Each of the dancers gets his share of time in the spotlight. Horsey, for one, is hoisted feet first to the top of the construction and does his upside-down tap dance while the others hold him in place with ropes and pulleys. But most of the action comes in pairs or groups, with the half-dozen working together like a well-oiled machine.
Perry’s contribution as choreographer is well matched by that of his co-creator, Nigel Triffitt, credited with both directing the show and designing the do-it-yourself jigsaw puzzle of a set. The dance and set are so finely integrated that one number literally sends sparks flying.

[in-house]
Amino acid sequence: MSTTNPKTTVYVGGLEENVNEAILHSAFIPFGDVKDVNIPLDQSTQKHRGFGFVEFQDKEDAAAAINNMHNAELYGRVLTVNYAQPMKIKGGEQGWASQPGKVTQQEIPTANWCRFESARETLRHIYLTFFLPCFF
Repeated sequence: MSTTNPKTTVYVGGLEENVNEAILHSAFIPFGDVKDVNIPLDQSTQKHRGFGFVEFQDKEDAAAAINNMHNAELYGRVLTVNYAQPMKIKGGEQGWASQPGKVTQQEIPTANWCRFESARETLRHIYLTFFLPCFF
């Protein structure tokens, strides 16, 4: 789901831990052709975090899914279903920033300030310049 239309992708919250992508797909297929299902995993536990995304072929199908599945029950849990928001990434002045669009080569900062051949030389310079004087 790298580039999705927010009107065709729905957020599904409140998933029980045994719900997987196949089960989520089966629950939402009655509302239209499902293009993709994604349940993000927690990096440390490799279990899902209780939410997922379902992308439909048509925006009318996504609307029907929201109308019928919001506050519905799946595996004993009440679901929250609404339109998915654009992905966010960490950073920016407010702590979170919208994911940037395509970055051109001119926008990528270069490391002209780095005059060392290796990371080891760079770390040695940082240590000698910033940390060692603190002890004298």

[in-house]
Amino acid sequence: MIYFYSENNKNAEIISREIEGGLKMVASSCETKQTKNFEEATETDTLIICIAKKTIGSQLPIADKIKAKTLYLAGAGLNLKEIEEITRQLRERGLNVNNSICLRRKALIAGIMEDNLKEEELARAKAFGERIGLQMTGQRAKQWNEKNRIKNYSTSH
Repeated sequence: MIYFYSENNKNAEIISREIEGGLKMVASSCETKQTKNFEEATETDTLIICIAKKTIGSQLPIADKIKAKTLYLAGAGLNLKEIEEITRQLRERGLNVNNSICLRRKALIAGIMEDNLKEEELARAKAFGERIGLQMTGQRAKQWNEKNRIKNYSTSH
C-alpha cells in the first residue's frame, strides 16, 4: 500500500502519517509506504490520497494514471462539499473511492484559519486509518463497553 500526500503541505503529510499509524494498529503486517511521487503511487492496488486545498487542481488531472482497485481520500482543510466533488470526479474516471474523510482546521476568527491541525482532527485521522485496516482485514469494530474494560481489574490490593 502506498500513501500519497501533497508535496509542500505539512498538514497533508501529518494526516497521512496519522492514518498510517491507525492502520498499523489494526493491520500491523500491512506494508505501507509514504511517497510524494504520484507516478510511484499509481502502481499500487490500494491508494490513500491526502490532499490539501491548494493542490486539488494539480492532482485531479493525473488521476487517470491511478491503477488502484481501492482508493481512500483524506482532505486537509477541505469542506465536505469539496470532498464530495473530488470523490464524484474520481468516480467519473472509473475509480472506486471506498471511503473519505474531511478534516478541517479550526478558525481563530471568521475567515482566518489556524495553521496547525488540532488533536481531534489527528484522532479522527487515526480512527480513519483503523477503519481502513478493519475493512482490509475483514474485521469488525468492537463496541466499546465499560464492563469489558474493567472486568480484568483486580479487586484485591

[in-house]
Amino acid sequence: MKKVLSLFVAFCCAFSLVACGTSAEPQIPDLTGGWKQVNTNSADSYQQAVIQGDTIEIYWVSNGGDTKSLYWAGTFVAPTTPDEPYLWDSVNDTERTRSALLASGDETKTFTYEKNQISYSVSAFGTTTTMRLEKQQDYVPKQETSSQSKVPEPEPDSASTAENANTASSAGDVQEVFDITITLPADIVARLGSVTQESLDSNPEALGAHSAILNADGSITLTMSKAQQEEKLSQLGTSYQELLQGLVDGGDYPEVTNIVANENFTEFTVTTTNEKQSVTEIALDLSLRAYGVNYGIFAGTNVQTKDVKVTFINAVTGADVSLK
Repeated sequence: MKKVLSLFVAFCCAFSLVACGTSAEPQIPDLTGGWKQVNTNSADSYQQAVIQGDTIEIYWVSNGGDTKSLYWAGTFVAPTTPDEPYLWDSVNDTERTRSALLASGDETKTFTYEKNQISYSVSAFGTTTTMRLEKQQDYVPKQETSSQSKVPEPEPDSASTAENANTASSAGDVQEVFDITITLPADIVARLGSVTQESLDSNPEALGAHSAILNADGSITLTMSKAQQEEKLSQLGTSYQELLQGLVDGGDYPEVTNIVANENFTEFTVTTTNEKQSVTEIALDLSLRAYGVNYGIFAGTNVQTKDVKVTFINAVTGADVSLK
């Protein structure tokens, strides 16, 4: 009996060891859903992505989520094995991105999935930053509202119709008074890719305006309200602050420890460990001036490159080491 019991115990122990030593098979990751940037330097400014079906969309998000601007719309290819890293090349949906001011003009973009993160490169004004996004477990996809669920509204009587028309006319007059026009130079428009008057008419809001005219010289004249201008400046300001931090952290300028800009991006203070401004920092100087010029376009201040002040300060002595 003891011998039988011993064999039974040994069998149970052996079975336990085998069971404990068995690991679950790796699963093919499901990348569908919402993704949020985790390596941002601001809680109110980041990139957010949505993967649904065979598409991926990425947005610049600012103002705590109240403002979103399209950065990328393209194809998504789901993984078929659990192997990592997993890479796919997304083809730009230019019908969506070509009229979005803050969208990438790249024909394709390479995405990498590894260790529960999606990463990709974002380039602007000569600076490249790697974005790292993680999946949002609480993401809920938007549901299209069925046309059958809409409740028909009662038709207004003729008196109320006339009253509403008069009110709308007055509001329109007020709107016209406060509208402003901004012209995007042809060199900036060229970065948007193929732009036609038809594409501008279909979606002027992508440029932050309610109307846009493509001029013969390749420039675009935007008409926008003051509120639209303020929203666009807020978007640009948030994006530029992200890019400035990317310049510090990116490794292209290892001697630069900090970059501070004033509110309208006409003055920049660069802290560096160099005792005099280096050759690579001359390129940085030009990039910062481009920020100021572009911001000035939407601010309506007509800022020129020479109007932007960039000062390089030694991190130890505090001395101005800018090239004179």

David Murray’s lighting effects and the contemporary score by Andrew Wilkie are solid contributions. Performing live, and well, on platforms above the stage (and occasionally interacting with the dancers) are musicians Scott Bruce and Jason Yudoff.